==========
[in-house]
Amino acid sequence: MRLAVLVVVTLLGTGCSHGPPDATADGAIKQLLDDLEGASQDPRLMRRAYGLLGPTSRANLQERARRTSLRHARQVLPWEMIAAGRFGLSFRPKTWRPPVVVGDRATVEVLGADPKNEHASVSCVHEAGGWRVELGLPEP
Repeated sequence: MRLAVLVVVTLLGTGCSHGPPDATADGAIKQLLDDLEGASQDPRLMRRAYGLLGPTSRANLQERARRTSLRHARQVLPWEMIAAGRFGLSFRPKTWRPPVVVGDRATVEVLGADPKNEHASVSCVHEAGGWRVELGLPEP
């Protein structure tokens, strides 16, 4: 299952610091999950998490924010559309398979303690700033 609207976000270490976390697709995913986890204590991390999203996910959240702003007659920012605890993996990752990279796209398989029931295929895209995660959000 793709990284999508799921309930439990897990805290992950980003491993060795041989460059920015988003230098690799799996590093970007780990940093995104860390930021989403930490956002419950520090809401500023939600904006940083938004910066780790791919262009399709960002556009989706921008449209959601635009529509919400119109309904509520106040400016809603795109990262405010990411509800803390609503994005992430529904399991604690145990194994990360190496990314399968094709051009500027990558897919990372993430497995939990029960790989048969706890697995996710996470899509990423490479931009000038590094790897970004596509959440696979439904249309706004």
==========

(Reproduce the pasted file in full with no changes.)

[in-house]
Amino acid sequence: MRLAVLVVVTLLGTGCSHGPPDATADGAIKQLLDDLEGASQDPRLMRRAYGLLGPTSRANLQERARRTSLRHARQVLPWEMIAAGRFGLSFRPKTWRPPVVVGDRATVEVLGADPKNEHASVSCVHEAGGWRVELGLPEP
Repeated sequence: MRLAVLVVVTLLGTGCSHGPPDATADGAIKQLLDDLEGASQDPRLMRRAYGLLGPTSRANLQERARRTSLRHARQVLPWEMIAAGRFGLSFRPKTWRPPVVVGDRATVEVLGADPKNEHASVSCVHEAGGWRVELGLPEP
């Protein structure tokens, strides 16, 4: 299952610091999950998490924010559309398979303690700033 609207976000270490976390697709995913986890204590991390999203996910959240702003007659920012605890993996990752990279796209398989029931295929895209995660959000 793709990284999508799921309930439990897990805290992950980003491993060795041989460059920015988003230098690799799996590093970007780990940093995104860390930021989403930490956002419950520090809401500023939600904006940083938004910066780790791919262009399709960002556009989706921008449209959601635009529509919400119109309904509520106040400016809603795109990262405010990411509800803390609503994005992430529904399991604690145990194994990360190496990314399968094709051009500027990558897919990372993430497995939990029960790989048969706890697995996710996470899509990423490479931009000038590094790897970004596509959440696979439904249309706004």